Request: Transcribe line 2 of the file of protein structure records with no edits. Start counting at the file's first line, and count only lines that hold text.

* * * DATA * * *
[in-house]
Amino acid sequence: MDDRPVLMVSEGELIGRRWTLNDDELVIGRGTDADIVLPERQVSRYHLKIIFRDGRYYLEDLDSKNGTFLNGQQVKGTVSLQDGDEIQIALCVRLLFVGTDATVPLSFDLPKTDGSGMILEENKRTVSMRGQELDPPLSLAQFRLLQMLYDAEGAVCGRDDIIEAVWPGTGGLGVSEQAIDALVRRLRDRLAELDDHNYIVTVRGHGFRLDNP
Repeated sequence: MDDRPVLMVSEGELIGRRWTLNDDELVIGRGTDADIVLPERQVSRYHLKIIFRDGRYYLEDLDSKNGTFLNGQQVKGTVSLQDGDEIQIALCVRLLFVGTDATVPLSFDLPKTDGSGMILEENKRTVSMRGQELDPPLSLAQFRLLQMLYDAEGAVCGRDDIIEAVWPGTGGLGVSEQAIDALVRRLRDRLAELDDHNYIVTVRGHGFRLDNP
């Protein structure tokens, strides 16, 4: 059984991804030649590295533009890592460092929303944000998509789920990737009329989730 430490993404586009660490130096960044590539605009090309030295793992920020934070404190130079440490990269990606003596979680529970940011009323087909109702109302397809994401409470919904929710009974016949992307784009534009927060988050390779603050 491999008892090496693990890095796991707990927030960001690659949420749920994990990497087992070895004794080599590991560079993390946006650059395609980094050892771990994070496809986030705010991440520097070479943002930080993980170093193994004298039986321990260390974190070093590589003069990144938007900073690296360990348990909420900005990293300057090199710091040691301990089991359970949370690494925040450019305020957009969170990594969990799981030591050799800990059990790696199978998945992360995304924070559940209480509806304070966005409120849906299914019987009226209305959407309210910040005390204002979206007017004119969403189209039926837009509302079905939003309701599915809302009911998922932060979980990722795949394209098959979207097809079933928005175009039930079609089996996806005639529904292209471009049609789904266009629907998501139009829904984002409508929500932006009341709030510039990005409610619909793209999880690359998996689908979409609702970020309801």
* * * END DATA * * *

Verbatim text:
Amino acid sequence: MDDRPVLMVSEGELIGRRWTLNDDELVIGRGTDADIVLPERQVSRYHLKIIFRDGRYYLEDLDSKNGTFLNGQQVKGTVSLQDGDEIQIALCVRLLFVGTDATVPLSFDLPKTDGSGMILEENKRTVSMRGQELDPPLSLAQFRLLQMLYDAEGAVCGRDDIIEAVWPGTGGLGVSEQAIDALVRRLRDRLAELDDHNYIVTVRGHGFRLDNP